“We need to eat more fish” is a phrase that I regularly hear from my other half. We live pretty close to the coast in East Anglia so it’s a crime that we don’t however access to good quality fish is limited. Or that’s what I thought….
Following an early morning trip to Maldon at the weekend I made a diversion on the way home to the Little Fish Shop in Kelvedon. I’d been there once before however the selection was limited so I never went back. If i’d put two and two together I should have realised that visiting a good fishmonger in the afternoon equals an empty display. Arriving at 10am I pretty much had the pick of their catch and came away with some amazingly fresh mackerel, lemon sole and scallops.
So how to do justice to my bounty?
I love mackerel any way it comes. When it is super fresh you can’t beat it raw however that isn’t something you see very often. Jason Atherton’s Mackerel tartare with avocado puree absolutely hit the spot. It was meant to be served with pickled mooli however I couldn’t find one and don’t think it was detrimental to the overall dish.
We drank the Greywacke SB with it and I can happily say that I was briefly transported back to that summer moment (see previous post).
The scallops needed to be good as the last time I cooked them probably five years ago, they were such a miss that Mark hasn’t been able to face them since. A classic combination is with cauliflower however as that was my previous failed combo I went for peas instead – Chris Horridge’s Scallops with pea puree and cumin foam. Wow and scallopgate is thankfully a long distant memory.
We drank a 2004 J Boillot Puligny Montrachet which started a little muted but developed some lovely pineapple flavour.
Finally the lemon sole. I was a bit cooked out by the time i’d got to it so went for what I thought was a simple option. Sole Meunier should have been a piece of cake however my extremely well cared for circulon frying pan decided that it was not going to give up that damned fish – what should have been an evenly brown and crisp skin remained on the bottom of the pan. The other fish was cooked in an old Sainsbury’s frying pan that had been relegated to the garage and while it stuck a bit, at least gave me one good looking finished dish. If anyone knows of a truly non-stick frying pan please let me know. There’s no photo of this one as frankly it looked terrible, but thankfully tasted wonderful.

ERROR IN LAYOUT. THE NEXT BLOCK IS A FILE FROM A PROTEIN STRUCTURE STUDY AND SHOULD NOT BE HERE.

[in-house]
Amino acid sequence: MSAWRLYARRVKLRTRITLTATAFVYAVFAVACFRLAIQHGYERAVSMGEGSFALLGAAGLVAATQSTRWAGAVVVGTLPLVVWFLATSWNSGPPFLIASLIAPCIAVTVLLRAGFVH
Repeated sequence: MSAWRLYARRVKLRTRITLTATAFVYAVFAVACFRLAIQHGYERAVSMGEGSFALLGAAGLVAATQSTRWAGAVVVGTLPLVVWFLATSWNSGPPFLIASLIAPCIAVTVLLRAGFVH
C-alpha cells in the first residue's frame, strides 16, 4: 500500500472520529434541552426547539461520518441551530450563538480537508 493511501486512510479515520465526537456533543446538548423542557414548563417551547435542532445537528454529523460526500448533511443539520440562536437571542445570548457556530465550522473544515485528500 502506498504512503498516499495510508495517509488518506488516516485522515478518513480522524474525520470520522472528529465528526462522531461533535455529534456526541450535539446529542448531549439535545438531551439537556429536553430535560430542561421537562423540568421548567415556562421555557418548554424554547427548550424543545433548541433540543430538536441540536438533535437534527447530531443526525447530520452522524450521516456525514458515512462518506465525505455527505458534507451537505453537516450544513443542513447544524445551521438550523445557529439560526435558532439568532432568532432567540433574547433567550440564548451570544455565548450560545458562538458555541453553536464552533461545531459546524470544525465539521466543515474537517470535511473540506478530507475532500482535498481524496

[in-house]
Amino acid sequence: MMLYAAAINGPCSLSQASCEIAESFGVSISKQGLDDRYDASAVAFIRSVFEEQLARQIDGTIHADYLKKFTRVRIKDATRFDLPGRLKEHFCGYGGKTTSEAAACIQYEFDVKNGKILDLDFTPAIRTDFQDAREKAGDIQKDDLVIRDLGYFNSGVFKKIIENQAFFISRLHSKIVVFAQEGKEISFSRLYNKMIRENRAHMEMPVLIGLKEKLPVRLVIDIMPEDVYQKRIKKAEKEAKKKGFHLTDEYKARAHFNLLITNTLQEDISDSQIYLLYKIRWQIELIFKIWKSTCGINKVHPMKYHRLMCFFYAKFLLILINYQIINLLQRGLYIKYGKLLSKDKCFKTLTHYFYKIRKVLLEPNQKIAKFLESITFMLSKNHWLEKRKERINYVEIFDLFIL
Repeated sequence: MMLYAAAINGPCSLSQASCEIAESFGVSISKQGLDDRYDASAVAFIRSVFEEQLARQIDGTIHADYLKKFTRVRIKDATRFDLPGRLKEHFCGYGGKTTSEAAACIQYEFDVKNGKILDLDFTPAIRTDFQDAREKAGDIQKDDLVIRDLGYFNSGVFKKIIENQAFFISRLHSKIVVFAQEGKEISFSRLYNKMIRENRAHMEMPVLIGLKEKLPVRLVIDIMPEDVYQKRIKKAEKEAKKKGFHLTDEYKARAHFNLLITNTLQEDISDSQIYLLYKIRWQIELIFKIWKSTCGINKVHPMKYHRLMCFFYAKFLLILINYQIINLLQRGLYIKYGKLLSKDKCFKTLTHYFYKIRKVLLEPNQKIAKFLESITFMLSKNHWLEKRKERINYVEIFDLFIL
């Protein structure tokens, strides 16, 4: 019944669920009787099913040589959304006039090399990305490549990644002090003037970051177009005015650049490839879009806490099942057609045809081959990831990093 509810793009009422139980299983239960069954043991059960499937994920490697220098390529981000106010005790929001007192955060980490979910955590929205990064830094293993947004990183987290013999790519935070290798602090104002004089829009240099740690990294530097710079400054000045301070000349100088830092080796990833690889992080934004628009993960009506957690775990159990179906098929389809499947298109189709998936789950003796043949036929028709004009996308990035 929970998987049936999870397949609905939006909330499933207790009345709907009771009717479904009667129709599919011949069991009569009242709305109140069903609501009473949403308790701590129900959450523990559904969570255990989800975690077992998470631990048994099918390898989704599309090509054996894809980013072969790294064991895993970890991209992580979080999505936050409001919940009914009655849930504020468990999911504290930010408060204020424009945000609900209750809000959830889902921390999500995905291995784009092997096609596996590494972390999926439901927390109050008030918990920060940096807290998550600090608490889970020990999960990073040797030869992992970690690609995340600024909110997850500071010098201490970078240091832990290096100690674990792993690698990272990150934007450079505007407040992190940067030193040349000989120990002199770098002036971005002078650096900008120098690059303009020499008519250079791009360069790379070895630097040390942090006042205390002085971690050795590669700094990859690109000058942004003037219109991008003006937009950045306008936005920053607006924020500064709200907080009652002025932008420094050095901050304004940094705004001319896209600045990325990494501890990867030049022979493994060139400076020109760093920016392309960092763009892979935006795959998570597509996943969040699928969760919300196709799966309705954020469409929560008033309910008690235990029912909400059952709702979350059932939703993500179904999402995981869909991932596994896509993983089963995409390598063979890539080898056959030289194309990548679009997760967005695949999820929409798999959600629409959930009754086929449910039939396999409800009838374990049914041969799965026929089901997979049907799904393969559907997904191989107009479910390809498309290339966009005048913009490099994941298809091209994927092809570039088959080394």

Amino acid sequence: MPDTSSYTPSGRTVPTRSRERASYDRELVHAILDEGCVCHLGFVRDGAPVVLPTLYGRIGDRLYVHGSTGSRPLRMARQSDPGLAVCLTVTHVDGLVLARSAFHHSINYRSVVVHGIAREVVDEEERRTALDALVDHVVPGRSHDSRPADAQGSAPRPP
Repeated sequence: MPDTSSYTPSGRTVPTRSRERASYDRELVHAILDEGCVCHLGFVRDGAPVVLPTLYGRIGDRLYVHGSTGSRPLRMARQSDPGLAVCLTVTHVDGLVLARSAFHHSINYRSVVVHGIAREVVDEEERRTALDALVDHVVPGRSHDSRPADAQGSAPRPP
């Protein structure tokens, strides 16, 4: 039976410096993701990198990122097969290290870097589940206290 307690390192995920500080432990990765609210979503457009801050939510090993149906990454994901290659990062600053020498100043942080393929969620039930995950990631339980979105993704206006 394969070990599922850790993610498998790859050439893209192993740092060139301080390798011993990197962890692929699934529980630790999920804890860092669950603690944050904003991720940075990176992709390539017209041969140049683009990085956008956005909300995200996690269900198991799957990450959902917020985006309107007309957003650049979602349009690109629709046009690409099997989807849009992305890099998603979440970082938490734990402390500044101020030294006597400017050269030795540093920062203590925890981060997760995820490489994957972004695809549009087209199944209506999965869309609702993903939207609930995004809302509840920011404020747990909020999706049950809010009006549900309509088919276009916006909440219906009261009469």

We drank a 2004 Saint-Aubin premier cru from Jean-Pierre Ponnavoy.
Mackerel tartare and avocado puree (Jason Atherton from Gourmet food for a fiver)
Serves 4 as a starter
6 mackerel fillets skin on
25g shallots, peeled and finely diced
finely grated zest of 2 lemons
1 dill sprig, finely chopped
2 tbsp capers, finely chopped
45g creme fraiche
2 tsp olive oil, plus extra to drizzle
sea salt and black pepper
juice of 1/4 lime
- Rinse the mackerel fillets in cold water and pat dry with kitchen paper, Sprinkle both sides generously with S & P and place in a dish. Cover and refrigerate for 1.5 hours.
- Rinse the fillets to remove the salt, pat dry and check for small bones and remove. Remove the skin and cut into 5mm dice.
- Put the diced mackerel into a bowl with the shallots, lemon zest, dill, capers, creme fraiche and olive oil. Mix gently and season. Cover and chill.
- Halve, stone and peel the avocado then roughly chop the flesh. Blend with the lime to a smooth puree and season. Cover and chill.
- When ready to serve, spoon the mackerel tartare into the centre of the plates. Top with a quenelle of avocado puree and top with a sprig of dill. Drizzle with olive oil.